BOWLING GREEN - A committee studying possible uses and potential costs of renovating the red brick house just west of the Wood County District Public Library said yesterday the house is in better shape than expected, but the cost of converting it into apartments and meeting space is still unknown.
A home inspection conducted on the house at 305 North Church St. pointed out problems with leaky pipes, cracked ceilings, tuckpointing needs, old and inoperable windows, and aging electrical and heating systems.
But Trustee Brian Paskvan said the inspection showed the house to be structurally sound, and the committee examining the house now plans to get proposals and estimates from architects to convert the second floor and ground-level basement floor into apartments.
The committee envisions using the first floor for public meeting space and is trying to find out what would be required in terms of handicapped-accessibility and sprinkler systems, he said.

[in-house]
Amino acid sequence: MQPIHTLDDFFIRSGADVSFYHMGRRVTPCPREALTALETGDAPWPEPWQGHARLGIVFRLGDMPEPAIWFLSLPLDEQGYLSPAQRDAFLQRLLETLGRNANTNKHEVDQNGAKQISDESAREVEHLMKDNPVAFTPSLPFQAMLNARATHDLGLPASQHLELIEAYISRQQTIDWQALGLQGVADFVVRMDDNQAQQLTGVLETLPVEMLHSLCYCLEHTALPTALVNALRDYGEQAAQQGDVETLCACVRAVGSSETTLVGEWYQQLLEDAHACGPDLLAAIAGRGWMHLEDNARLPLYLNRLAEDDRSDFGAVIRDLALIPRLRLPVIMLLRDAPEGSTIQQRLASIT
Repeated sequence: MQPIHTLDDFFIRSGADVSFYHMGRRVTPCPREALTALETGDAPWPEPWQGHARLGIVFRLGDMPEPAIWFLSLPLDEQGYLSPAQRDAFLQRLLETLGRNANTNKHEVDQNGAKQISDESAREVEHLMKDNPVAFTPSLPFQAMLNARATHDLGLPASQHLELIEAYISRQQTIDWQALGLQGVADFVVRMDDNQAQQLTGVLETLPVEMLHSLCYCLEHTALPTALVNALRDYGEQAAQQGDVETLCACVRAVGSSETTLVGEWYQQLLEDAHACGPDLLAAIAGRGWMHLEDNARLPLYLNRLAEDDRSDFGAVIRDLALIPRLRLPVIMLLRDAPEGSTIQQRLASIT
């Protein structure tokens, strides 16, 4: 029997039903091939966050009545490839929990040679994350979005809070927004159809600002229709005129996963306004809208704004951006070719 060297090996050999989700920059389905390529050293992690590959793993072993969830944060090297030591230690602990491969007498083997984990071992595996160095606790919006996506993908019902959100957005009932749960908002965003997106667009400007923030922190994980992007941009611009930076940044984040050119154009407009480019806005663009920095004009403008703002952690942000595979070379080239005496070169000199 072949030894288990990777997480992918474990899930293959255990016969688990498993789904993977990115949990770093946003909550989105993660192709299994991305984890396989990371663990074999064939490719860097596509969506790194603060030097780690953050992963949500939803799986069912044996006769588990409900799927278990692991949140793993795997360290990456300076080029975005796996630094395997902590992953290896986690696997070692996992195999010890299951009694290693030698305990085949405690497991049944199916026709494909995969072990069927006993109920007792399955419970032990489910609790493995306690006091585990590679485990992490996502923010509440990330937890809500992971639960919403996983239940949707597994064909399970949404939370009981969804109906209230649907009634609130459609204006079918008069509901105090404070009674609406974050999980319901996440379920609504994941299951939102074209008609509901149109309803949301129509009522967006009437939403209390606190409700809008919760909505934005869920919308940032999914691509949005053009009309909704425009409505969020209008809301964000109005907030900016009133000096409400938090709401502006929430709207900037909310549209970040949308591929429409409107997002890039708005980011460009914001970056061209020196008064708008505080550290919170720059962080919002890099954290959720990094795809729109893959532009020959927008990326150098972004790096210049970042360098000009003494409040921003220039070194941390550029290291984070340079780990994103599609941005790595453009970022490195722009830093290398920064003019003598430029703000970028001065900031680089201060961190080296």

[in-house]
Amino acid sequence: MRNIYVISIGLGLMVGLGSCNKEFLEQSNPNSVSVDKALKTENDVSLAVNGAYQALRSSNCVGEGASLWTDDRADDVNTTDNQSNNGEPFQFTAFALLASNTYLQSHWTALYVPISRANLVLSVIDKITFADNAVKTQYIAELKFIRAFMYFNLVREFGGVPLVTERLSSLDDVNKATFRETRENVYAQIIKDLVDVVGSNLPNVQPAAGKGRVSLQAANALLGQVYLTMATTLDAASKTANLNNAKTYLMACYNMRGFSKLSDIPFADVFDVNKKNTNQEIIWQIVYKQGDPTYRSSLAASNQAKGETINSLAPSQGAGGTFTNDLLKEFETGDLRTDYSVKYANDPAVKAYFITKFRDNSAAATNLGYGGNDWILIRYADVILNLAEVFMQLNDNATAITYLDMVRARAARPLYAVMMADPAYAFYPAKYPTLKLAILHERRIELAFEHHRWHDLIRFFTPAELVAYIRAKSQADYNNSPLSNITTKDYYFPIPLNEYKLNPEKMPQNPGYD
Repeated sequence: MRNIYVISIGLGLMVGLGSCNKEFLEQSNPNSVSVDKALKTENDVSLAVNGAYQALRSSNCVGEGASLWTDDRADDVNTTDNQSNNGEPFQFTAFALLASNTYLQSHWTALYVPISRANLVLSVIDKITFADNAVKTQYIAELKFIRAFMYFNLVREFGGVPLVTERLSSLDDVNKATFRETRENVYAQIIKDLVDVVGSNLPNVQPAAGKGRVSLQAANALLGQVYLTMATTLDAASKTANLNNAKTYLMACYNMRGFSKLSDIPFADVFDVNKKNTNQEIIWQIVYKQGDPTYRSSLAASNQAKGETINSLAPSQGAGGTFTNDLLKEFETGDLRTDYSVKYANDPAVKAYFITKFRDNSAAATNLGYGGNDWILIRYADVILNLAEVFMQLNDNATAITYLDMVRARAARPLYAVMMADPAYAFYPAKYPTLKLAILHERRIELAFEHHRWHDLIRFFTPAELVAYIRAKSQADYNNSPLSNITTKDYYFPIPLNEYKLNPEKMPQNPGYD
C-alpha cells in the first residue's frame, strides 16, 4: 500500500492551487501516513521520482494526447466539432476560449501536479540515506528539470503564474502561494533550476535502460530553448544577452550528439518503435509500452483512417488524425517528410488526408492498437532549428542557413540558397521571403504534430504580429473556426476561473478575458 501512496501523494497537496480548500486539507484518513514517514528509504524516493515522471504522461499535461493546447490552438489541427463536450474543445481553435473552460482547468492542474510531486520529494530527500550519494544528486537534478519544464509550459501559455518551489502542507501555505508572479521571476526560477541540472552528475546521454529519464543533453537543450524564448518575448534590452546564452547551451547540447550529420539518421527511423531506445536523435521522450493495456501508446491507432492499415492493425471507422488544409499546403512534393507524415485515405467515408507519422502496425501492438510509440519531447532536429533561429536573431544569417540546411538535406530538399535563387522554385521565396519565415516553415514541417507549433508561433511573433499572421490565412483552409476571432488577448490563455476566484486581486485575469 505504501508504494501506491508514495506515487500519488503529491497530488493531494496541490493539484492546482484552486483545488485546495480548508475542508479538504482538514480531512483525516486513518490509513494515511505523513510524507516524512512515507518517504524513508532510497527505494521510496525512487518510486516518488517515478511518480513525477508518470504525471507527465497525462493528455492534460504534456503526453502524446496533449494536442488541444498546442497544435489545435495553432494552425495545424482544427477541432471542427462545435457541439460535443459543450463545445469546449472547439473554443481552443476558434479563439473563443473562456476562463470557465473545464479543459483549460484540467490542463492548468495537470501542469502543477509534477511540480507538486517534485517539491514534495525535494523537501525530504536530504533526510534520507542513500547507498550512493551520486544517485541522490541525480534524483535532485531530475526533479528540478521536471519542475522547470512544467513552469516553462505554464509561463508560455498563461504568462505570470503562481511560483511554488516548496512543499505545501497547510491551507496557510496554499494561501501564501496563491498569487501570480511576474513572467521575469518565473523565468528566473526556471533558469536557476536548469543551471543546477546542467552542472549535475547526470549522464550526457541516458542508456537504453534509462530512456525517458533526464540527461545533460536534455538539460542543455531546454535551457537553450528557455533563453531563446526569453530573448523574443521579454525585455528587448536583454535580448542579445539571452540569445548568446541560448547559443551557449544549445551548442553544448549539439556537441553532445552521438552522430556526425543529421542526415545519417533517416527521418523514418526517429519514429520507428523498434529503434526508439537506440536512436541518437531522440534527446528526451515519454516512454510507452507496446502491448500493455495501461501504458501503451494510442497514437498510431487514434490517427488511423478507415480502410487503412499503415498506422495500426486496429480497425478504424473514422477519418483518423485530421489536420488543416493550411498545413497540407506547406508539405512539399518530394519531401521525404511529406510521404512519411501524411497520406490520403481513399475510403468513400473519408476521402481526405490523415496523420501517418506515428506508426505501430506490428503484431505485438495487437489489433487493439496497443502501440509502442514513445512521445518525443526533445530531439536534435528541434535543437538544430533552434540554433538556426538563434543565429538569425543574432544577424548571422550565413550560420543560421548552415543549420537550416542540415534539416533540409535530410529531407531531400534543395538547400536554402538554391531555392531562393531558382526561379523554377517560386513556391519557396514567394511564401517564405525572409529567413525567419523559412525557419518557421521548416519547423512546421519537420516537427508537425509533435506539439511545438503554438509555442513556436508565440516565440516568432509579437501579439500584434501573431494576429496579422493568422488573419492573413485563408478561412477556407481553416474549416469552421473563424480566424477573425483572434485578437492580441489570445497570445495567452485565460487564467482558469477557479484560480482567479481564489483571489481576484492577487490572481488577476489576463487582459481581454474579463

Trustee Nick Ezzone said the library board "wouldn't have to do this all at once. If we got the apartments in place, then a lot of those other items could be done gradually."
He said he still wants to know how much income the property would generate and what renovation and ongoing maintenance would cost before he decides whether the library should keep the house.
The library bought the house in 2005 for $250,000 to use its side yard for a parking lot it is building next door.
The board planned to sell it, but the library recently received a $150,000 donation from Robert and Patricia Maurer in memory of Mr. Maurer's late aunt, Martha Carter. The gift came with the request that the money be used to remodel the house for library purposes.
Trustees also adopted a new policy that requires individuals who circulate petitions on library property to notify a library staff member of their presence on the grounds, to circulate their petition outside the library at least 10 feet from any public entrance, and to not block entrances or occupy parking spaces.
Library Director Elaine Paulette said the library needed such a policy "so patrons aren't harassed when they come into the library. We've had some difficulties with that in the past."